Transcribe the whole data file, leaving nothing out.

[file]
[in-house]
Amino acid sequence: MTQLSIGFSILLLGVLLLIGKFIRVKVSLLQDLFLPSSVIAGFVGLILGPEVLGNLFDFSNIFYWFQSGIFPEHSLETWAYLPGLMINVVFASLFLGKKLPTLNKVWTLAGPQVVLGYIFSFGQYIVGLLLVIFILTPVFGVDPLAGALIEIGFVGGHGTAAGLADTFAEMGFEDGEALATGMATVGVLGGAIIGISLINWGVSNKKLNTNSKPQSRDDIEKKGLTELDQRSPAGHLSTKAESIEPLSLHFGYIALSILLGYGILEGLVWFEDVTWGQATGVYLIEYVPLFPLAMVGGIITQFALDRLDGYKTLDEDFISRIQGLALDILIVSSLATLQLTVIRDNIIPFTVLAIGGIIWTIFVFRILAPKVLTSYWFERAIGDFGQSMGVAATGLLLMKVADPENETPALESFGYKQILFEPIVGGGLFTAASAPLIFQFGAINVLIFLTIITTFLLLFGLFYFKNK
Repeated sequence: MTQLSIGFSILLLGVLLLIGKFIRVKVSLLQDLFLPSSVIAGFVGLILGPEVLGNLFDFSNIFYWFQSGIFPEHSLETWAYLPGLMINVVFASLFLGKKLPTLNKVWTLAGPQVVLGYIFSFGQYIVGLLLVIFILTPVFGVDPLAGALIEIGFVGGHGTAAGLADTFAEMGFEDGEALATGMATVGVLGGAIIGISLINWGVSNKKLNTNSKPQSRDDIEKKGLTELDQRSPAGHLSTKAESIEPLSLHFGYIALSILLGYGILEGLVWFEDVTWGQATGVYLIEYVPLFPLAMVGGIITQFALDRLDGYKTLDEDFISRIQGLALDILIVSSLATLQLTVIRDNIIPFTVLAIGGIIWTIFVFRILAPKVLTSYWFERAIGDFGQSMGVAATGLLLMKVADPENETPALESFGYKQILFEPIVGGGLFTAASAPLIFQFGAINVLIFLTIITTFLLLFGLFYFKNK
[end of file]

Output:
[in-house]
Amino acid sequence: MTQLSIGFSILLLGVLLLIGKFIRVKVSLLQDLFLPSSVIAGFVGLILGPEVLGNLFDFSNIFYWFQSGIFPEHSLETWAYLPGLMINVVFASLFLGKKLPTLNKVWTLAGPQVVLGYIFSFGQYIVGLLLVIFILTPVFGVDPLAGALIEIGFVGGHGTAAGLADTFAEMGFEDGEALATGMATVGVLGGAIIGISLINWGVSNKKLNTNSKPQSRDDIEKKGLTELDQRSPAGHLSTKAESIEPLSLHFGYIALSILLGYGILEGLVWFEDVTWGQATGVYLIEYVPLFPLAMVGGIITQFALDRLDGYKTLDEDFISRIQGLALDILIVSSLATLQLTVIRDNIIPFTVLAIGGIIWTIFVFRILAPKVLTSYWFERAIGDFGQSMGVAATGLLLMKVADPENETPALESFGYKQILFEPIVGGGLFTAASAPLIFQFGAINVLIFLTIITTFLLLFGLFYFKNK
Repeated sequence: MTQLSIGFSILLLGVLLLIGKFIRVKVSLLQDLFLPSSVIAGFVGLILGPEVLGNLFDFSNIFYWFQSGIFPEHSLETWAYLPGLMINVVFASLFLGKKLPTLNKVWTLAGPQVVLGYIFSFGQYIVGLLLVIFILTPVFGVDPLAGALIEIGFVGGHGTAAGLADTFAEMGFEDGEALATGMATVGVLGGAIIGISLINWGVSNKKLNTNSKPQSRDDIEKKGLTELDQRSPAGHLSTKAESIEPLSLHFGYIALSILLGYGILEGLVWFEDVTWGQATGVYLIEYVPLFPLAMVGGIITQFALDRLDGYKTLDEDFISRIQGLALDILIVSSLATLQLTVIRDNIIPFTVLAIGGIIWTIFVFRILAPKVLTSYWFERAIGDFGQSMGVAATGLLLMKVADPENETPALESFGYKQILFEPIVGGGLFTAASAPLIFQFGAINVLIFLTIITTFLLLFGLFYFKNK